Social media for public health: Lessons learned from a student and faculty led COVID-19 campaign

Jane Lee and Tram Nguyen, MPH Students

The COVID-19 outbreak prompted urgency for health communication to the public. However, translated information for non-English speaking communities is often limited and inaccurate. In Los Angeles County (LAC), a third of residents have limited English proficiency. Social media and community outreach can reach this audience with timely and reliable multilingual information.
The project aims to provide prompt, easy, and accurate COVID-19 information and resources in Spanish, Chinese, Korean, Vietnamese, and Tagalog for linguistically isolated groups in LAC to slow transmission. A team of public health students and faculty developed and disseminated COVID-19 information on Facebook, Instagram, Twitter, TikTok, KakaoTalk, and Mailchimp. The team created and translated infographics and videos, consulted marketing professionals, ran marketing campaigns, and made a social media toolkit. A comparative effectiveness research approach demonstrated the need for traditional community outreach to reach vulnerable groups. Presentations, emails, and print material were sent to community-based organizations.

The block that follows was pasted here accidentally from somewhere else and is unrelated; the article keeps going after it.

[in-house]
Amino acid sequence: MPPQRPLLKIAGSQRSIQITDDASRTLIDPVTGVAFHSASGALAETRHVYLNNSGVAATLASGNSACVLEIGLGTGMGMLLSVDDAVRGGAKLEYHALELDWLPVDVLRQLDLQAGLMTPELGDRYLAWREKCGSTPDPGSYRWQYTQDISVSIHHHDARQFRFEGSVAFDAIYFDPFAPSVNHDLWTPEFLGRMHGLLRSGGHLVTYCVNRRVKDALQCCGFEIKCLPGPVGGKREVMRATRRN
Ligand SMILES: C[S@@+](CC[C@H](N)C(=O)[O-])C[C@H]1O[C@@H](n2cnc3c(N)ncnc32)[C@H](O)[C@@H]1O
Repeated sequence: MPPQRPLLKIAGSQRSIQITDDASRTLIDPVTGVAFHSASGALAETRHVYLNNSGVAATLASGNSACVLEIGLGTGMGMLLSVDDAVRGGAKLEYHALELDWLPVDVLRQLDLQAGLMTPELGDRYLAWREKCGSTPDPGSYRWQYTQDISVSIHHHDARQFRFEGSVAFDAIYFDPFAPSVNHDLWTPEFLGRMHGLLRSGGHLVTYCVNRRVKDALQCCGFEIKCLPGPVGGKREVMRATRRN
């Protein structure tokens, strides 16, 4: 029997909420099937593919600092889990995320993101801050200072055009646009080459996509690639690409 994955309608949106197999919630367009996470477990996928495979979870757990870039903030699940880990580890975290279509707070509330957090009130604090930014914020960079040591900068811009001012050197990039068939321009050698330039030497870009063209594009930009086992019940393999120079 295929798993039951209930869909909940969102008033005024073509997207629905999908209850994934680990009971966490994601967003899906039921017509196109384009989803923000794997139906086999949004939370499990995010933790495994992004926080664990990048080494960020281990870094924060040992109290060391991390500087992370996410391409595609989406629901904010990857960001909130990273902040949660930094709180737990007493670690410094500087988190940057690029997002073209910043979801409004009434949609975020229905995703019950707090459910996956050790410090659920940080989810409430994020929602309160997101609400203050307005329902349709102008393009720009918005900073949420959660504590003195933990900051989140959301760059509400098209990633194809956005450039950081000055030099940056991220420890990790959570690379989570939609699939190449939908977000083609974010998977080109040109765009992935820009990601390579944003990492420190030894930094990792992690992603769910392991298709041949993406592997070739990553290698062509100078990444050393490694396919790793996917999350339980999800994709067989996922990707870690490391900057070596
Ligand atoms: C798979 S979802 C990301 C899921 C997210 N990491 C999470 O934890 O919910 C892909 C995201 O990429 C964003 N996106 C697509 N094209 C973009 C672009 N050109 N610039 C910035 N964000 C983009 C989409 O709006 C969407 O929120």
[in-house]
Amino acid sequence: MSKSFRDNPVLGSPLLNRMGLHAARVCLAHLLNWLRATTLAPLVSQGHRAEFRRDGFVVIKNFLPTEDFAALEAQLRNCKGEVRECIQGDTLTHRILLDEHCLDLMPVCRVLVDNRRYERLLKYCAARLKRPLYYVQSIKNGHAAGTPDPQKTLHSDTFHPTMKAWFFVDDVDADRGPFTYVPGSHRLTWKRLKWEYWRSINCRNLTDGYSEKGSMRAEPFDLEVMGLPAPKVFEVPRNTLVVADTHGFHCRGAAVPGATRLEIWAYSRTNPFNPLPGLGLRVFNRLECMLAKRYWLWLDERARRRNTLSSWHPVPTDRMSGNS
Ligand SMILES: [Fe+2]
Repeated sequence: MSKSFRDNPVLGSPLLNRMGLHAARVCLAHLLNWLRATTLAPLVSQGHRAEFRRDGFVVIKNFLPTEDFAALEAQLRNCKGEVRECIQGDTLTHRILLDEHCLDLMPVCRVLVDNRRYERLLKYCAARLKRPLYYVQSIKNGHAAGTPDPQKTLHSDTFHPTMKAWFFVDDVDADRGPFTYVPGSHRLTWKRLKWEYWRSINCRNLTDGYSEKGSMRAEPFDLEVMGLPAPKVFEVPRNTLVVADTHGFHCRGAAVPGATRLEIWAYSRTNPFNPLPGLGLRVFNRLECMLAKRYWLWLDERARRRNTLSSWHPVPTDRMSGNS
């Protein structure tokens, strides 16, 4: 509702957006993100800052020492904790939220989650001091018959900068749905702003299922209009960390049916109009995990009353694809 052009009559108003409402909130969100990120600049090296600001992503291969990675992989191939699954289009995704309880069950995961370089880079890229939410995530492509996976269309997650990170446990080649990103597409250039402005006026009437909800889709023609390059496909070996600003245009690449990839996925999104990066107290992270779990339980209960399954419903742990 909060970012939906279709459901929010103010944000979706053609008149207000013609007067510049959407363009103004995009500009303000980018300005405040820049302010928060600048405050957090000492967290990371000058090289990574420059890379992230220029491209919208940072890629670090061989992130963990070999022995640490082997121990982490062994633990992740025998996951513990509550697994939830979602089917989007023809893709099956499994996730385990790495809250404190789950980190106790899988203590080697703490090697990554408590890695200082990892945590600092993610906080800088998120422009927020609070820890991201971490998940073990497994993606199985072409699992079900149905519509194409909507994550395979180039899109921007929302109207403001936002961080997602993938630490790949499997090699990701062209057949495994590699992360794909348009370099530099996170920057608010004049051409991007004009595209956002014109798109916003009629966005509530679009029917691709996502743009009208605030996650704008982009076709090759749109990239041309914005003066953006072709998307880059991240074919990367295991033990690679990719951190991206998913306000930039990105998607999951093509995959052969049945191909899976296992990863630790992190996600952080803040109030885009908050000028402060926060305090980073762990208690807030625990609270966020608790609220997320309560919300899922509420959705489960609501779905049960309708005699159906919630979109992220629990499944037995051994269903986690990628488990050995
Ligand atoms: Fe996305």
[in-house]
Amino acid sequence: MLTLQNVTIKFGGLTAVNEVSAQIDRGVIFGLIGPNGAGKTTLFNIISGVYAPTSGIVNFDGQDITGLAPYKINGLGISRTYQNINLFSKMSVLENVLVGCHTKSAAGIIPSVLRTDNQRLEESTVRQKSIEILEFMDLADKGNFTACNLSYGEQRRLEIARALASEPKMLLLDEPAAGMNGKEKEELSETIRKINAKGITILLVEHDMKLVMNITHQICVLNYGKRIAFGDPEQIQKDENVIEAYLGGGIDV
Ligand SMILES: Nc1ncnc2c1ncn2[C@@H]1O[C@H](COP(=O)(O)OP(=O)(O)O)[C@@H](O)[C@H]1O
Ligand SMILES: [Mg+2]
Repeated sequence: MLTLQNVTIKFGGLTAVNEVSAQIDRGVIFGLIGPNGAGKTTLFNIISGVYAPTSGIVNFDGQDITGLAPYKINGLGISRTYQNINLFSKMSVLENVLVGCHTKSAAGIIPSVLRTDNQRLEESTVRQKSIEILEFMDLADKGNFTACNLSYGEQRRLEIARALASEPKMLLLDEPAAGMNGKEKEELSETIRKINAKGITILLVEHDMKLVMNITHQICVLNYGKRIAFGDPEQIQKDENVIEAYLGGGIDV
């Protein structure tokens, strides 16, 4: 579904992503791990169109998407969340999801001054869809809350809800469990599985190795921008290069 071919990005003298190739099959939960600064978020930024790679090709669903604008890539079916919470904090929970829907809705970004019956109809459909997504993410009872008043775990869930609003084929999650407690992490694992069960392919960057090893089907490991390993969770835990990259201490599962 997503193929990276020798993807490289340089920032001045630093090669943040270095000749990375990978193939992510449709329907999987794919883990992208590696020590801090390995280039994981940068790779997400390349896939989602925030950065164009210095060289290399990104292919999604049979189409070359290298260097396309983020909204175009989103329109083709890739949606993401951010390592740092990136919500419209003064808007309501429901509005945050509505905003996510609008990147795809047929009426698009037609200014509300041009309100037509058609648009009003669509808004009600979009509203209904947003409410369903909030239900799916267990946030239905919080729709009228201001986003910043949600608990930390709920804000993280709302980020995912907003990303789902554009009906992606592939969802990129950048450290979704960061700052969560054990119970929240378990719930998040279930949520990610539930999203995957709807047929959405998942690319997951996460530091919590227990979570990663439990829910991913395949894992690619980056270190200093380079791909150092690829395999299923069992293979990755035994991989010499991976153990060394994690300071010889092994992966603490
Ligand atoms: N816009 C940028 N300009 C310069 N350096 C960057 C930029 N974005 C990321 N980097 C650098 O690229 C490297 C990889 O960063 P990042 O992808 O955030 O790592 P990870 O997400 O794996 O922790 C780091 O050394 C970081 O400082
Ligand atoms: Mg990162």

Across platforms from June 1st, 2020 - March 12th, 2021, the campaign delivered 1,663 followers and developed 28 videos, 200 infographics, 150 print materials, and 7 English and Spanish newsletters. Topics included the intersection of COVID-19 and chronic health, domestic violence, and vaccinations. Instagram gamification and Facebook advertising engaged and shared information with targeted audiences, reaching 41,000 people total. These methods can powerfully communicate health-related information to multilingual, multigenerational community members. The combined strategies provide a foundation for how future groups may collaborate with CBOs and governmental agencies and utilize social media to communicate critical health-related messages in a disaster.

Psychiatric-related emergency medical service calls among older adults in California during the COVID-19 pandemic

Esmeralda Melgoza, PhD Student